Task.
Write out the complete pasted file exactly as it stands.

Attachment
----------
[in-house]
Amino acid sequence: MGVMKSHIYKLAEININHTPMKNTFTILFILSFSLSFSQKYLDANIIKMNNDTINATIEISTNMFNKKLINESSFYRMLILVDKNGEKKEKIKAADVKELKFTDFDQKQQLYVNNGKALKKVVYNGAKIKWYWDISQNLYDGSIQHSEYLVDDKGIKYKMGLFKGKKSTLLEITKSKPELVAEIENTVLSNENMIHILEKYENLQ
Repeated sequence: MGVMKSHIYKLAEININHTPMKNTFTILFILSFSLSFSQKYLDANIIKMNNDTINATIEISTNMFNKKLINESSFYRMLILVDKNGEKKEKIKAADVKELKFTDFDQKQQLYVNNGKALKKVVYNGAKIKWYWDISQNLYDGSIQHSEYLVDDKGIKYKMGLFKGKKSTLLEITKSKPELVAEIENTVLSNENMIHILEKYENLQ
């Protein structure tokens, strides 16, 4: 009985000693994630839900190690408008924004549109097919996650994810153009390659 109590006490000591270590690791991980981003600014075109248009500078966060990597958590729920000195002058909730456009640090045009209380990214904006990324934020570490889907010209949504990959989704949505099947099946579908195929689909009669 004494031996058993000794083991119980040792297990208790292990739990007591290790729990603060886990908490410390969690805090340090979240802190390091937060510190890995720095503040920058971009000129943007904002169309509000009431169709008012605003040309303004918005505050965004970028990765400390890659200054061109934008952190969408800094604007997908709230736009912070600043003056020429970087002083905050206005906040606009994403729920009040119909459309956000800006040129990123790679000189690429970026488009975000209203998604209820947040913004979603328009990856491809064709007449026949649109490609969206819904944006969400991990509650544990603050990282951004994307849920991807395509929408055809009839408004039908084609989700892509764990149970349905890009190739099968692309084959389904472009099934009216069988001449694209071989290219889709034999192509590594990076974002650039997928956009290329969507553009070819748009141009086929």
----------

[in-house]
Amino acid sequence: MGVMKSHIYKLAEININHTPMKNTFTILFILSFSLSFSQKYLDANIIKMNNDTINATIEISTNMFNKKLINESSFYRMLILVDKNGEKKEKIKAADVKELKFTDFDQKQQLYVNNGKALKKVVYNGAKIKWYWDISQNLYDGSIQHSEYLVDDKGIKYKMGLFKGKKSTLLEITKSKPELVAEIENTVLSNENMIHILEKYENLQ
Repeated sequence: MGVMKSHIYKLAEININHTPMKNTFTILFILSFSLSFSQKYLDANIIKMNNDTINATIEISTNMFNKKLINESSFYRMLILVDKNGEKKEKIKAADVKELKFTDFDQKQQLYVNNGKALKKVVYNGAKIKWYWDISQNLYDGSIQHSEYLVDDKGIKYKMGLFKGKKSTLLEITKSKPELVAEIENTVLSNENMIHILEKYENLQ
């Protein structure tokens, strides 16, 4: 009985000693994630839900190690408008924004549109097919996650994810153009390659 109590006490000591270590690791991980981003600014075109248009500078966060990597958590729920000195002058909730456009640090045009209380990214904006990324934020570490889907010209949504990959989704949505099947099946579908195929689909009669 004494031996058993000794083991119980040792297990208790292990739990007591290790729990603060886990908490410390969690805090340090979240802190390091937060510190890995720095503040920058971009000129943007904002169309509000009431169709008012605003040309303004918005505050965004970028990765400390890659200054061109934008952190969408800094604007997908709230736009912070600043003056020429970087002083905050206005906040606009994403729920009040119909459309956000800006040129990123790679000189690429970026488009975000209203998604209820947040913004979603328009990856491809064709007449026949649109490609969206819904944006969400991990509650544990603050990282951004994307849920991807395509929408055809009839408004039908084609989700892509764990149970349905890009190739099968692309084959389904472009099934009216069988001449694209071989290219889709034999192509590594990076974002650039997928956009290329969507553009070819748009141009086929």